“Change your outlook …” . This prescription is given to Badii by the Azeri taxidermist. Of the three passengers Badii picks up to solicit help in his plan for suicide, the taxidermist is the most vocal in his disagreement of Badii’s intentions. In sharp contrast to the young soldier, whose nervousness from Badii’s appeals made him tight-lipped and skittish, the taxidermist, an older, more reflective character, offers example after example of why life is worth living. But the taxidermist is also the one who agrees to go to the hillside with the hole under the tree and check to see if Badii is alive or dead. He also gets one additional chance to cancel his promise, because Badii returns to the taxidermist’s workplace to make a revision to the plan: the taxidermist is to throw stones and shake Badii, just in case he is not dead but asleep.
Contained in this partial summary of Taste of Cherry is the frustration you will feel watching this film. Badii’s reasons for suicide are never given, and the behavior of a life-affirming character like the taxidermist compounds the mystery of what is going on. Over an hour into the film, the viewer is not surprised that Badii does not change his mind to execute the plan to go to the place where he will decide his fate, but the taxidermist has just met Badii. What does the taxidermist see in Badii? Does he think it is necessary for Badii to go as close as he can to attempting suicide?
When I say Taste of Cherry is frustrating to watch, I sincerely mean “frustrating”, yet I am using the word for the purpose of recognizing Kiarostami’s genius. In other words, Roger Ebert’s infamous review of Taste of Cherry is right, but for the wrong reasons. When Ebert grew impatient with what Kiarostami withholds from the viewer–character background and the causes of suicidal ideation–he was right to want more from the film; but he was surprisingly reluctant to think through his feelings of frustration, to find the connection between the aesthetics of Taste of Cherry and this angry desire to know if the life of Badii is worth living or not.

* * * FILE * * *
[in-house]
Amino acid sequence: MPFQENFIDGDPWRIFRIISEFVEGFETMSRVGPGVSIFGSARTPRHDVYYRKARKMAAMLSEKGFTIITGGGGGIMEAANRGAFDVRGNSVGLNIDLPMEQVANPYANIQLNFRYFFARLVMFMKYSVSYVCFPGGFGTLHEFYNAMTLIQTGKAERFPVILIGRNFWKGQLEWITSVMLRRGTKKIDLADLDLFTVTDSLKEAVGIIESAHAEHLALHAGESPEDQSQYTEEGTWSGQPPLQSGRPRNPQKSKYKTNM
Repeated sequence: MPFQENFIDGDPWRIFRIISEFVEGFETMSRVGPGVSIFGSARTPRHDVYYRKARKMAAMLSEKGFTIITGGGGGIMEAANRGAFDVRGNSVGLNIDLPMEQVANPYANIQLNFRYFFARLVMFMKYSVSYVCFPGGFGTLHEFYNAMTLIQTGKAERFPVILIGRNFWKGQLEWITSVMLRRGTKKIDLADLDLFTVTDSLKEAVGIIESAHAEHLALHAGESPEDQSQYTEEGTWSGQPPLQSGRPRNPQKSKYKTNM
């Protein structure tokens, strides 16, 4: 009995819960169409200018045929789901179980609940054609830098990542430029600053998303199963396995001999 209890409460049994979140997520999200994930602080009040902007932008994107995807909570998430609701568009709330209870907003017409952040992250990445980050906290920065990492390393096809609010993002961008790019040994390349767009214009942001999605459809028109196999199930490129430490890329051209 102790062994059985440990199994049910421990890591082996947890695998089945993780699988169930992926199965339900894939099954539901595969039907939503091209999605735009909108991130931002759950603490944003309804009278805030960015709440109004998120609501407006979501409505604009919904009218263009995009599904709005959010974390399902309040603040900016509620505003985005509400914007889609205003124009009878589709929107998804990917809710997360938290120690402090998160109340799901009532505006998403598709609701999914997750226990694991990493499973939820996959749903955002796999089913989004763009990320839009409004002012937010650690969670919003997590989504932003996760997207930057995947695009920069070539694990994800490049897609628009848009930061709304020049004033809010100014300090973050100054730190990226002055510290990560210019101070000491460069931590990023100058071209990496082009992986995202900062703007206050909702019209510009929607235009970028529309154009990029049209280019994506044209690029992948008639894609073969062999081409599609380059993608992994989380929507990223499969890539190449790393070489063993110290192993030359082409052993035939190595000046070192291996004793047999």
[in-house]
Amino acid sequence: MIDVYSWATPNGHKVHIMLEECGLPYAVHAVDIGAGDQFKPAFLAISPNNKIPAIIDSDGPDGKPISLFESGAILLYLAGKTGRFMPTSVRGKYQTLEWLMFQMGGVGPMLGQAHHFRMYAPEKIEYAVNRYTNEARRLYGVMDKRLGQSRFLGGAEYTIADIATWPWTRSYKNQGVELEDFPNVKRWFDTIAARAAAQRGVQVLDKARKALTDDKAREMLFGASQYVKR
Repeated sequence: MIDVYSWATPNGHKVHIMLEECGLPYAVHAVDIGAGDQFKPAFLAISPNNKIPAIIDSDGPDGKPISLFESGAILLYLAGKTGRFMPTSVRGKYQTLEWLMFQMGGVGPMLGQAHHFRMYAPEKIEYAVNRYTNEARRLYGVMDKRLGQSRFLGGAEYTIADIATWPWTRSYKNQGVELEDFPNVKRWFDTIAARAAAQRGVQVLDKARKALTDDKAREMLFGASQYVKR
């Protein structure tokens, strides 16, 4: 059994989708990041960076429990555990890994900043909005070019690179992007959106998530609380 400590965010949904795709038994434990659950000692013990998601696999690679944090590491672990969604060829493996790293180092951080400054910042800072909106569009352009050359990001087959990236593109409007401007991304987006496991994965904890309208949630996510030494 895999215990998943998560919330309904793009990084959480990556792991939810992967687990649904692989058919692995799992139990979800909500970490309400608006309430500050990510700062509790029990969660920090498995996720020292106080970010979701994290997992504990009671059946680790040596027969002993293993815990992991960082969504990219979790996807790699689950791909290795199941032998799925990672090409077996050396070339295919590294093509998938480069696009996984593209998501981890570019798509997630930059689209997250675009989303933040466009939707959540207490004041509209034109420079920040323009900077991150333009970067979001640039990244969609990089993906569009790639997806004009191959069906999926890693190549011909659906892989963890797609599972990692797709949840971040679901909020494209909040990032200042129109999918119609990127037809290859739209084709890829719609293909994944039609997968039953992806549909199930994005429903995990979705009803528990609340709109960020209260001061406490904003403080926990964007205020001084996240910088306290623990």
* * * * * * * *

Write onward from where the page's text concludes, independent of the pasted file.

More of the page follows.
Taste of Cherry puts the audience in a state that is intimately familiar to those who have experienced suicidal thoughts (which I have). In order to continue to live, you have to change your outlook (to put it very mildly), but the whole process of affirming life cannot function like the balance sheet of an accountant. There is no utilitarian sum or product to indicate the exact point when you have accumulated enough reasons to live. Is the taste of mulberries enough of a reason? Mulberries and cherries?
Then comes the controversial ending of Taste of Cherry. With one more parry, Kiarostami has you stumbling from your interest to know what will happen to Badii lying in the hole under the tree. Badii enters the hole at night and in a slow zoom towards the hole’s pitch-black opening, we anticipate we will see what comes after. CUT TO: camcorder footage of the same hill in daytime, which suddenly looks greener than how it was filmed hitherto. This footage is documentary-like. It takes place on the central hillside of the film, but we watch Kiarostami talking with the actor who plays Badii. We are on the film’s set and not in the story itself.
I am repeatedly shocked by this ending. I now know that it is coming, but my brain can never time the cut to the camcorder sequence–much like how Geoff Dyer speaks about the transition from monochrome to color in Tarkovksy’s Stalker. Producing one more bout of shock in this film is incredible because it reminds you that you can’t help it: even after three open-ended conversations about Badii’s desire to die, you are searching for a logical cause-effect substratum. The taxidermist gave lots of reasons to live, and you desperately want to know if they were effective in reversing Badii’s plan. Incredible.